Company F – Poignant Wartime Encounters

A scrapbook of newspaper articles concerning the soldiers of Company F during World War II contains many heartbreaking articles of young men injured, taken prisoner or fatally wounded. There are also some joyous accounts of chance meetings and unexpected encounters. The following are just a few:

MEDINA BOYS MEET IN THE PHILIPPINES, 28 Feb 1945

Pvt. Karl E. Posson was walking down the air strip in Leyte when he met Pfc. Eugene P. Anderson, Jr.

MEETING MEDINA MEN IN NEW GUINEA WAS A WONDERFUL THRILL, 6 Mar 1945

Cpl. Francis Kelly who had been overseas since Nov. 13, 1943 met Cpl. Leo Ranallo who had recently been home to Medina and had visited the Kelly family. Cpl. Ranallo had even seen Cpl. Kelly’s 13-month old baby, Francis Michael Jr. who was born shortly after his departure “No one can ever know how I felt to talk with someone who has seen my baby, it is something I shall never forget” said Cpl. Kelly.

BETTER THAN BETTY SAYS MEDINA SOLDIER IN ITALY MEETING, 4 Apr 1945

“It was a bigger thrill meeting someone from our hometown than seeing Betty Grable” agreed two Medinians who met in Italy. Staff Sgt. William A. Koneski met Pfc. Charles J. Stillwell at a rest area for Fifth Army troops in Monticatina, Italy.

MEDINA BROTHERS MEET IN WAR ZONE, 19 Apr 1945

Merchant Marine Ben Starr on leave in France from his base in Germany hailed a ride with an American jeep. Upon hearing that he was from Medina, the driver told him that there was a Don Starr in his unit. Ben could not locate Don at first, but when Don went to his bunk later, there was his brother Ben sleeping in his bed!

MORIARTY BROTHERS MEET IN PACIFIC AFTER MANY MONTHS

Cpl. James Moriarty met his only brother Lieut. Francis Moriarty in Guam. The brothers had not met for “thirty and one half months”.

CONTINUED SEARCH BY MEDINA BOYS ENDS IN HAPPY REUNION, 1944

After trying to meet for months while in North Africa, Pfc. Richard Dujenski of 100 Laurel St. finally met Tech. Sgt. Walter F. Skomski of 101 Laurel St. while in Italy.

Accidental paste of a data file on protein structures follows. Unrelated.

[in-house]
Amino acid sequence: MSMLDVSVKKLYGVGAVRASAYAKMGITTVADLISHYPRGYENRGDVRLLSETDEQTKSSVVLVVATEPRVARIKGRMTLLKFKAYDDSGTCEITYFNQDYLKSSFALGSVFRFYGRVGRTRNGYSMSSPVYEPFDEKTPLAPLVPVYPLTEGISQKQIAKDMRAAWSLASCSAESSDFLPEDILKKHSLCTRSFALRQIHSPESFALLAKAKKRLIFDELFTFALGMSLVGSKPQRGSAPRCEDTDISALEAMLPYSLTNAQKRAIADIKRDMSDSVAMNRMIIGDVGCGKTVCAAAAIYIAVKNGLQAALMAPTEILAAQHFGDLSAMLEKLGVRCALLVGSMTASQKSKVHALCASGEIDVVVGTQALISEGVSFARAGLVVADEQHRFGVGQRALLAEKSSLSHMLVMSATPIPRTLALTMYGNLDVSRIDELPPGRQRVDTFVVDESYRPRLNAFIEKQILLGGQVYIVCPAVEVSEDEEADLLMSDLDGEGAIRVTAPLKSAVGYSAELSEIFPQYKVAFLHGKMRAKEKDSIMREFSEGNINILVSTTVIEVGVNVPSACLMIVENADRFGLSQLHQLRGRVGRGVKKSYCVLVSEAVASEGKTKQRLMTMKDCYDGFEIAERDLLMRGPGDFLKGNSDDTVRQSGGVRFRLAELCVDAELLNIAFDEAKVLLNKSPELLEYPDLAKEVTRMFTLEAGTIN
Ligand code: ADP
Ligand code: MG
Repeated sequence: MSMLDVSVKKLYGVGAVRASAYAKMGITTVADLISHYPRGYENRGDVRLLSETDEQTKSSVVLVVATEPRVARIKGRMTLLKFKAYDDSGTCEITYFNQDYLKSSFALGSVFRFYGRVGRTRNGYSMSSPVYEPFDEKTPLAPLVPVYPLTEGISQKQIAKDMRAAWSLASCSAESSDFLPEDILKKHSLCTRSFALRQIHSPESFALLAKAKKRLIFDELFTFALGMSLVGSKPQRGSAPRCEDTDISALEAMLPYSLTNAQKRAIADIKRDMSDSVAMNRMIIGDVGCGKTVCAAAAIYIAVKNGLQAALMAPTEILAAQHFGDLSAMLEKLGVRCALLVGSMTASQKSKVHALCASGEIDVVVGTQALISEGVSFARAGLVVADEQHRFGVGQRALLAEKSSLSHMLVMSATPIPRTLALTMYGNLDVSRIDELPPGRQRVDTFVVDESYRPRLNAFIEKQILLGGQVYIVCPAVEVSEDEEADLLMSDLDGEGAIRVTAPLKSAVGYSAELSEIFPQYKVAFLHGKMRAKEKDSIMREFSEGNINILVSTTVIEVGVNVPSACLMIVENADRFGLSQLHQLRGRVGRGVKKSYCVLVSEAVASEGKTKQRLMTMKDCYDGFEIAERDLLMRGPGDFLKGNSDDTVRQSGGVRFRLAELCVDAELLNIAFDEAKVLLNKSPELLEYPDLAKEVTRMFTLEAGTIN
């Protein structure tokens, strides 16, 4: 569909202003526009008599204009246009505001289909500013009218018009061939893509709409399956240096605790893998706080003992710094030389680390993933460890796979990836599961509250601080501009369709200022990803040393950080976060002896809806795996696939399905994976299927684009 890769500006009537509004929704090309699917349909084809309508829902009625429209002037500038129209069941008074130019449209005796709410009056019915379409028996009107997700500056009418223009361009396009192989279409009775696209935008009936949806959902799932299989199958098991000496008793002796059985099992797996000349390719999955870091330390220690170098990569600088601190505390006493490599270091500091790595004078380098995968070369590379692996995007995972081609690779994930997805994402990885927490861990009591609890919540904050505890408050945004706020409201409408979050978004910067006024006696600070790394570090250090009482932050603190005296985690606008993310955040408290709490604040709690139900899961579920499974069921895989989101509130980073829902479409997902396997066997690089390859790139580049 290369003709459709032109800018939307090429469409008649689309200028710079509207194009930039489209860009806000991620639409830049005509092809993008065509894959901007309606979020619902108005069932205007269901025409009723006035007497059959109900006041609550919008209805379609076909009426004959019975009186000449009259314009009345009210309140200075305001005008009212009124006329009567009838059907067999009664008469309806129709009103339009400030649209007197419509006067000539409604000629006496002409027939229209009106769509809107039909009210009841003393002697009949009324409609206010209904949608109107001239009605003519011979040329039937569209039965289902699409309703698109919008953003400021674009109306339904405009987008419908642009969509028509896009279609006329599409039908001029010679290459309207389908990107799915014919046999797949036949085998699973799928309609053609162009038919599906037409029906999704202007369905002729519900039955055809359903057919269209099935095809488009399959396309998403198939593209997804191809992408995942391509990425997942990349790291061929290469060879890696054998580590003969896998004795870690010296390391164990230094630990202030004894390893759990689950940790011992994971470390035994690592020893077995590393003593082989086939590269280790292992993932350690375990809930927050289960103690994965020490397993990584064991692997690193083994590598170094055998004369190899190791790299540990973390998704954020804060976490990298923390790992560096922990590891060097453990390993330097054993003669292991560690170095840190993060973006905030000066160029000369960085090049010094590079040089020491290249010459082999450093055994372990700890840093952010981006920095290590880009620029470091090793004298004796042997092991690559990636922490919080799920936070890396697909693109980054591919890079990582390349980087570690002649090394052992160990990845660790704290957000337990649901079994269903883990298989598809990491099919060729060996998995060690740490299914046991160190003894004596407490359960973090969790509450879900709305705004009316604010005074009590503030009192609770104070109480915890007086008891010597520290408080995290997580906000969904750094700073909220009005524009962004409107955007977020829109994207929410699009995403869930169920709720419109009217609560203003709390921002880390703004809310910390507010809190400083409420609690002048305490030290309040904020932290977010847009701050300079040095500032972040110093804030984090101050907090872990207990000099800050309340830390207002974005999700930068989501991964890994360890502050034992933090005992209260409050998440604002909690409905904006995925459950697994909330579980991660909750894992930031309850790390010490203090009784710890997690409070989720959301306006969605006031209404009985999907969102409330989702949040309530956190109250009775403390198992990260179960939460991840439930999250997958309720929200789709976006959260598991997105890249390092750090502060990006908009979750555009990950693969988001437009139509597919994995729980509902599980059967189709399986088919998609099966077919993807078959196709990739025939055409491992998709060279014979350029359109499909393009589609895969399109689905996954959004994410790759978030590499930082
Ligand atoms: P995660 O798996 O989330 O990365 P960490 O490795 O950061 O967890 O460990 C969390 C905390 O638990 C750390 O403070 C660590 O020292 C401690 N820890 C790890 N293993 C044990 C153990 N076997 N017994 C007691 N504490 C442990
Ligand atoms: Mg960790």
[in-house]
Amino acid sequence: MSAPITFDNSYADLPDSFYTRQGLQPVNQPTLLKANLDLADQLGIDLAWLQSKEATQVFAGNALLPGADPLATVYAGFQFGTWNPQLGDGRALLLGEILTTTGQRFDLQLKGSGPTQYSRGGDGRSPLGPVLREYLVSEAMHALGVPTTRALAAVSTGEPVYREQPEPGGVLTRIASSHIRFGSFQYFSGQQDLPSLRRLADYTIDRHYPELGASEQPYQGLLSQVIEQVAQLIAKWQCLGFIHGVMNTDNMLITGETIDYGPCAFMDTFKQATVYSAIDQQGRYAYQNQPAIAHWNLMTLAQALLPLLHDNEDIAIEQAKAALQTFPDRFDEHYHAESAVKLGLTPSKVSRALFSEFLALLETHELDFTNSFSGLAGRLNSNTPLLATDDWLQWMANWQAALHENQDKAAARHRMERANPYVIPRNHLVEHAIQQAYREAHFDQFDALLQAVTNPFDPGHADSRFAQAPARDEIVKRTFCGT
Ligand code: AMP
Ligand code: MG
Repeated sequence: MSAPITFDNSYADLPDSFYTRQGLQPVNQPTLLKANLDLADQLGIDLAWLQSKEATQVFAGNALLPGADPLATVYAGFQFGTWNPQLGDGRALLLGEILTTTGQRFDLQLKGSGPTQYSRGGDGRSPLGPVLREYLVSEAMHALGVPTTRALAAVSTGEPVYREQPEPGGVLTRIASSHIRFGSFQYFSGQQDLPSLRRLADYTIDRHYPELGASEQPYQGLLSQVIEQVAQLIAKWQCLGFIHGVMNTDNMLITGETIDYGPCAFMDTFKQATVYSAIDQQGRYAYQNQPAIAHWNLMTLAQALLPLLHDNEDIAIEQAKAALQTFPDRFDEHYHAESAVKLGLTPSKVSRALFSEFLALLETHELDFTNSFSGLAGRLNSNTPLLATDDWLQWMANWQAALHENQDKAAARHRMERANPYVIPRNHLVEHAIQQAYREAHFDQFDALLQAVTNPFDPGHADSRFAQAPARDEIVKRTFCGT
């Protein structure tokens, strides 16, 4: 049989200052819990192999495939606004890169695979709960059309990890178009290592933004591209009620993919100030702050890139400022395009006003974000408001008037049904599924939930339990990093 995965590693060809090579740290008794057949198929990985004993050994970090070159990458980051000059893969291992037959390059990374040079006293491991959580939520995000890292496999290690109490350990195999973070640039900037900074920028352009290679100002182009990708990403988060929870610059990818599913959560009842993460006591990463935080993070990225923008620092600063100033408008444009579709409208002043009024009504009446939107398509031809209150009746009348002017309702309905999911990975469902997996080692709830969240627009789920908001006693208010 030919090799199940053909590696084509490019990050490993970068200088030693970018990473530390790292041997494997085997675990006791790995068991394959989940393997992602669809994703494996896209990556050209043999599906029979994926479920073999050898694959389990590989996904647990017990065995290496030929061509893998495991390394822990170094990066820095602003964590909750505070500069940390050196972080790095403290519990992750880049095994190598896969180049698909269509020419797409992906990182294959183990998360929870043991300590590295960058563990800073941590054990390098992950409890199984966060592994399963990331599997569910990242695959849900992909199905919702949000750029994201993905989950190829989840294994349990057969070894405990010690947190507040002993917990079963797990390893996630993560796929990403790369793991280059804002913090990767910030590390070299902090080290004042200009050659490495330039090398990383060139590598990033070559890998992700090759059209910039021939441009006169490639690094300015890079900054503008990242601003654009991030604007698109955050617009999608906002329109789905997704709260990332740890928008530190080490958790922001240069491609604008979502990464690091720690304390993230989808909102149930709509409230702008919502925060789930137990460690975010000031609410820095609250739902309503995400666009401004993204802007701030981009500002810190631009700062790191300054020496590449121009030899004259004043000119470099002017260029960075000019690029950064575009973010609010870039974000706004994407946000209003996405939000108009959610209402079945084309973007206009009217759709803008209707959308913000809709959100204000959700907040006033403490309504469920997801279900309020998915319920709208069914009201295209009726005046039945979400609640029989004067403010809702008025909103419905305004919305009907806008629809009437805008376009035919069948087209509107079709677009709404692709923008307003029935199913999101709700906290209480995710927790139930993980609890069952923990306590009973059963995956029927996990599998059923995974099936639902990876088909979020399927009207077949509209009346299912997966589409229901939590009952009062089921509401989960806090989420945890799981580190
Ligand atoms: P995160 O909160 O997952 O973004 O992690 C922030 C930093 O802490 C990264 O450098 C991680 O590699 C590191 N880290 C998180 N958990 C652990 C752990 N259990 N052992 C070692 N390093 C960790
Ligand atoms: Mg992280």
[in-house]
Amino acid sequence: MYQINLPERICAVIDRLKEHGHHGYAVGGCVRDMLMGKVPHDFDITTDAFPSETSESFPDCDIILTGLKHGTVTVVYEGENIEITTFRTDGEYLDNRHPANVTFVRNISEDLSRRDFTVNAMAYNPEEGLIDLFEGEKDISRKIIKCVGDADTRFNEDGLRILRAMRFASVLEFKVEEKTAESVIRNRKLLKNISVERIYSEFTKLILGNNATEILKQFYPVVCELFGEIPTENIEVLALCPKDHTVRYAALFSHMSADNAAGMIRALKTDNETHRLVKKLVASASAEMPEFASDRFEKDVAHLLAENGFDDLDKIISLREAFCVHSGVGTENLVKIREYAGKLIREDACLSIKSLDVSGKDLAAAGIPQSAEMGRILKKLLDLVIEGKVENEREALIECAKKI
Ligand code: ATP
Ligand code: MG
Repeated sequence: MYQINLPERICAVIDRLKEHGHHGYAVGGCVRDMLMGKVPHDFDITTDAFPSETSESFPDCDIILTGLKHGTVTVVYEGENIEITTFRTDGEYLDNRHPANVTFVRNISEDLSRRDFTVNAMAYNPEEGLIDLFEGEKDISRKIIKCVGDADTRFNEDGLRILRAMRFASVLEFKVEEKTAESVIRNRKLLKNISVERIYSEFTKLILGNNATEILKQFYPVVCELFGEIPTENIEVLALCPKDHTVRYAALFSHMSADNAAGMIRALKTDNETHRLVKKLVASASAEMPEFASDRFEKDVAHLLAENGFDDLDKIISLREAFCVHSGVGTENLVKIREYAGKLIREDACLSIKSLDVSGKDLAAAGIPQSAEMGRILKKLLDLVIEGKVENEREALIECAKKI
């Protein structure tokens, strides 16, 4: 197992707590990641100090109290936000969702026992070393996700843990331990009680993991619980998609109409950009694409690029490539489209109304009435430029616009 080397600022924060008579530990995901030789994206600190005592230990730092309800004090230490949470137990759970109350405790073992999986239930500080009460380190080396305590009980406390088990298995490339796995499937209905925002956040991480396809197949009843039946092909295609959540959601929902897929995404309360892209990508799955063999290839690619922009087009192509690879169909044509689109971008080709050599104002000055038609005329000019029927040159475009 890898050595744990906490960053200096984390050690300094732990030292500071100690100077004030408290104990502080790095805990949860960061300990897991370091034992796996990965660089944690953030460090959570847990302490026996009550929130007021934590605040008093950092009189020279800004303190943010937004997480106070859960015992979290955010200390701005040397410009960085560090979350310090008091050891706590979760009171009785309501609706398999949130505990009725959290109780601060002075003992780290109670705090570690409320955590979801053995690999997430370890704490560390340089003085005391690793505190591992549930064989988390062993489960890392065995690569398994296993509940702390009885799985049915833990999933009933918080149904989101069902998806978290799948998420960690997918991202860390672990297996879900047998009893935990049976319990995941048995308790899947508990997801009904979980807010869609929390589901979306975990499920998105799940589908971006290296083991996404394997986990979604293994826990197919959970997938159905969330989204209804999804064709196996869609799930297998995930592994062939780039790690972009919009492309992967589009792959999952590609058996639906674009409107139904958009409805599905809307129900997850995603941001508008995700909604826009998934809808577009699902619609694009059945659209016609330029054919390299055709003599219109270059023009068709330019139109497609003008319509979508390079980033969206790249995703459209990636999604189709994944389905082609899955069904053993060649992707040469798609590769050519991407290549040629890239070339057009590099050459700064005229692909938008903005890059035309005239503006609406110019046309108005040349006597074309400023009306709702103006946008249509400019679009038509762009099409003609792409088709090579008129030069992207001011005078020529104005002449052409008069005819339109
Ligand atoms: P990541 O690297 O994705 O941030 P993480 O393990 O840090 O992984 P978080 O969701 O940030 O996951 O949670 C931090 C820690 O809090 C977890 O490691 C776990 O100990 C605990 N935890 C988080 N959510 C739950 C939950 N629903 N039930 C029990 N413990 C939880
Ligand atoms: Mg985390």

MEDINA BROTHERS MEET BY CHANCE IN HOME OF AUNT, 1944

The first meeting in three years of two brothers took place at the home of their aunt in London. Pfc. Gerald Wheatley had scarcely arrived at his aunt’s when in walked his brother David. Neither knew that the other had been granted furlough.

MEDINA MEN MEET AT CHURCH SERVICES IN EAST INDIES, 17 Jan 1945

Waiting in line to go to confession at a little Chapel in the Netherland East Indies, on the day before Christmas, Tech. Sgt. David V. Wasnock met Sgt. Herbert Whitmore. The two had been school-day friends.

Perhaps this is the most amazing story:

MEDINA MAN FINDS SHELTER IN HOME OF HIS ITALIAN KIN, 12 Feb 1945

“Forced to stop in a small Italian town overnight because the mobile equipment in which he was traveling broke down and finding that the home in which he sought shelter was that of his aunt and uncle, was the experience of Cpl. Andy Coppa of Medina” Needless to say, there was great excitement!

Oral History Interviews

“One progress to another”

The Orleans County Historical Association’s local history interviews are such a wonderful treasure trove for anyone interested in local history or daily life in the not so distant past. The Library Director plans to read all of the interviews this winter; they are housed at Lee-Whedon Memorial Library and are available for check out.